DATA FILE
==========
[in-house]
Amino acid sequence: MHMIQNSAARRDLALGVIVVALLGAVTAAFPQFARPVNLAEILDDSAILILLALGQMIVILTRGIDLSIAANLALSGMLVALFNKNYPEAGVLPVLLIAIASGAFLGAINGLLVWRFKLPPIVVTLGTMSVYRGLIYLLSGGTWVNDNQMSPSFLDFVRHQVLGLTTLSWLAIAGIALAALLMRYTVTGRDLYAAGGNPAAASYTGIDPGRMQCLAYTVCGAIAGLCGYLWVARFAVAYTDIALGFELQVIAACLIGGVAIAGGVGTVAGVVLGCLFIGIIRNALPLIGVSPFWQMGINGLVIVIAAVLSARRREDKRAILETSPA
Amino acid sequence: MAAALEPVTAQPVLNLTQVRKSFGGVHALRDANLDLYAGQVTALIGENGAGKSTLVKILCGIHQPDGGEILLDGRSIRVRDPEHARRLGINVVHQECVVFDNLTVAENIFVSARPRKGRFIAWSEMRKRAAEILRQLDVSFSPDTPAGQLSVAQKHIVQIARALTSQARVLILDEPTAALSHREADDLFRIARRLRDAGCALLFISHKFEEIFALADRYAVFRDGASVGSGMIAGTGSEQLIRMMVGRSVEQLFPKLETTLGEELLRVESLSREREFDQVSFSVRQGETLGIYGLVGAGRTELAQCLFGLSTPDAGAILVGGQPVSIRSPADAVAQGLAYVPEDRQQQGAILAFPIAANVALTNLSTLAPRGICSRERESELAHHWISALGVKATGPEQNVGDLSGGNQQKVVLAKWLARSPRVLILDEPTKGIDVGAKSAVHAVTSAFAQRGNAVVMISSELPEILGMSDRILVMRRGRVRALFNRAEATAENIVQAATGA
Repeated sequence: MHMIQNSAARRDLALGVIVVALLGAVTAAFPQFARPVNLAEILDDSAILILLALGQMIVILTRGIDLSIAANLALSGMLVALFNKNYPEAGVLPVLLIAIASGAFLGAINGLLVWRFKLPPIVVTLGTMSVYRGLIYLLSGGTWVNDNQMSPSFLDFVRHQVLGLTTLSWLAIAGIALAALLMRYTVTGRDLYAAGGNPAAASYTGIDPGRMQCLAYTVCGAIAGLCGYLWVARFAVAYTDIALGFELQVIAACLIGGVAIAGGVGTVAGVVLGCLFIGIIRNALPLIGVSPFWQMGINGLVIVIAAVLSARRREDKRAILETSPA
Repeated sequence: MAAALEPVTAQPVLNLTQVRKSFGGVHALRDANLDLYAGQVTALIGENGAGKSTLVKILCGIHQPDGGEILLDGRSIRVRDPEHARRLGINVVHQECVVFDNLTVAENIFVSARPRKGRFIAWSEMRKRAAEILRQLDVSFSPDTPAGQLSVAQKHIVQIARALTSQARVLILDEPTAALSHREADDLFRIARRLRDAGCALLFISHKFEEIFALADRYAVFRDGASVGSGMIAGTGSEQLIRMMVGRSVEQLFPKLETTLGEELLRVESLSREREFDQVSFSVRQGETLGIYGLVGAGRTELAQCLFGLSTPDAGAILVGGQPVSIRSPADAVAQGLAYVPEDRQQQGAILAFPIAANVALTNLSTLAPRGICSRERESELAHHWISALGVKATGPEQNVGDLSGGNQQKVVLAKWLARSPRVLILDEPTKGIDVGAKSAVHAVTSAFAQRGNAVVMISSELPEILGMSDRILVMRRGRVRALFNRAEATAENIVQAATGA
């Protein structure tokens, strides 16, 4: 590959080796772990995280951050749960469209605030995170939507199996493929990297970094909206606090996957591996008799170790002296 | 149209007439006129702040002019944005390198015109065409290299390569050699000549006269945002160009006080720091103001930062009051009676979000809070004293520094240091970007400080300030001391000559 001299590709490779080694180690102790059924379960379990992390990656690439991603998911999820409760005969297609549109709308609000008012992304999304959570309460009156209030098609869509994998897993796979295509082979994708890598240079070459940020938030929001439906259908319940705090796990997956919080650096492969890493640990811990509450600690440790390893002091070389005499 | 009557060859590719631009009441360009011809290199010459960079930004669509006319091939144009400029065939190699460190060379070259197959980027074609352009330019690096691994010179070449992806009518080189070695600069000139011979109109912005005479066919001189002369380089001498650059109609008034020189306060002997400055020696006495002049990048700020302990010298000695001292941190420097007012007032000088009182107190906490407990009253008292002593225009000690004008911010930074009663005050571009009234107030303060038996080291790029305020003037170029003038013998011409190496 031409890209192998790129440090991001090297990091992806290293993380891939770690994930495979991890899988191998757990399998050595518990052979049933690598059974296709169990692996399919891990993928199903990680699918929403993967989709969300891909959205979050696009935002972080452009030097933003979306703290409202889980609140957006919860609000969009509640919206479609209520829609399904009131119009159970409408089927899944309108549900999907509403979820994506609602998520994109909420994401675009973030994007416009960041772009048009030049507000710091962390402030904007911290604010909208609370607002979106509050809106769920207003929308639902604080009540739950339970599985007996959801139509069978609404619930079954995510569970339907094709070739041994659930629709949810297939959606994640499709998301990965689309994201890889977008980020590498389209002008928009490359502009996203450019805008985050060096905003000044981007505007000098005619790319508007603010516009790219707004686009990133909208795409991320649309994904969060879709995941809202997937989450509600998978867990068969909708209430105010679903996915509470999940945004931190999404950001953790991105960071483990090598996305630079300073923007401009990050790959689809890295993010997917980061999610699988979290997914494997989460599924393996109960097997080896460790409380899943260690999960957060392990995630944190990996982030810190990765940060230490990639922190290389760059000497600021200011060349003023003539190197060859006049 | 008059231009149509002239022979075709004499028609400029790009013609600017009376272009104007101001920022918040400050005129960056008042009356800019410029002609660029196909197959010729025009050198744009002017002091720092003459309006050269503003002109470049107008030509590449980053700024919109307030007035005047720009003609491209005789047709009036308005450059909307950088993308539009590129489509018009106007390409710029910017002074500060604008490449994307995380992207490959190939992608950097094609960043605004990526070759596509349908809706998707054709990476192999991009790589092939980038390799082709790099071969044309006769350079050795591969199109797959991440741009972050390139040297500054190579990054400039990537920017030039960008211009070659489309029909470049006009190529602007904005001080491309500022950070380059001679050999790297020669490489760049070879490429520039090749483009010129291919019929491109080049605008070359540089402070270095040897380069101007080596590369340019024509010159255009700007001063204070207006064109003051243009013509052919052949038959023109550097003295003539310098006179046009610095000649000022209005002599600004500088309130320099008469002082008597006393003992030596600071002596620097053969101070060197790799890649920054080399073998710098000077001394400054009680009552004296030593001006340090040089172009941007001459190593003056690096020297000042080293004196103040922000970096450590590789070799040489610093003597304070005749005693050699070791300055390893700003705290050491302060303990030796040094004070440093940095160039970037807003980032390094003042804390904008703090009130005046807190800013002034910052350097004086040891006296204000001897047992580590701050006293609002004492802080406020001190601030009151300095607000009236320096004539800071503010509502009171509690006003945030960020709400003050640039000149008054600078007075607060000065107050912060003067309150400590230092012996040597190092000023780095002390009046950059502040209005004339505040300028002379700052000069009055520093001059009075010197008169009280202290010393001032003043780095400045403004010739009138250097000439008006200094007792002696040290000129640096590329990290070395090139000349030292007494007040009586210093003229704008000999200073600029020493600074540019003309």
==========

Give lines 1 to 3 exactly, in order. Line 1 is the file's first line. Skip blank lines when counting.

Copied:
[in-house]
Amino acid sequence: MHMIQNSAARRDLALGVIVVALLGAVTAAFPQFARPVNLAEILDDSAILILLALGQMIVILTRGIDLSIAANLALSGMLVALFNKNYPEAGVLPVLLIAIASGAFLGAINGLLVWRFKLPPIVVTLGTMSVYRGLIYLLSGGTWVNDNQMSPSFLDFVRHQVLGLTTLSWLAIAGIALAALLMRYTVTGRDLYAAGGNPAAASYTGIDPGRMQCLAYTVCGAIAGLCGYLWVARFAVAYTDIALGFELQVIAACLIGGVAIAGGVGTVAGVVLGCLFIGIIRNALPLIGVSPFWQMGINGLVIVIAAVLSARRREDKRAILETSPA
Amino acid sequence: MAAALEPVTAQPVLNLTQVRKSFGGVHALRDANLDLYAGQVTALIGENGAGKSTLVKILCGIHQPDGGEILLDGRSIRVRDPEHARRLGINVVHQECVVFDNLTVAENIFVSARPRKGRFIAWSEMRKRAAEILRQLDVSFSPDTPAGQLSVAQKHIVQIARALTSQARVLILDEPTAALSHREADDLFRIARRLRDAGCALLFISHKFEEIFALADRYAVFRDGASVGSGMIAGTGSEQLIRMMVGRSVEQLFPKLETTLGEELLRVESLSREREFDQVSFSVRQGETLGIYGLVGAGRTELAQCLFGLSTPDAGAILVGGQPVSIRSPADAVAQGLAYVPEDRQQQGAILAFPIAANVALTNLSTLAPRGICSRERESELAHHWISALGVKATGPEQNVGDLSGGNQQKVVLAKWLARSPRVLILDEPTKGIDVGAKSAVHAVTSAFAQRGNAVVMISSELPEILGMSDRILVMRRGRVRALFNRAEATAENIVQAATGA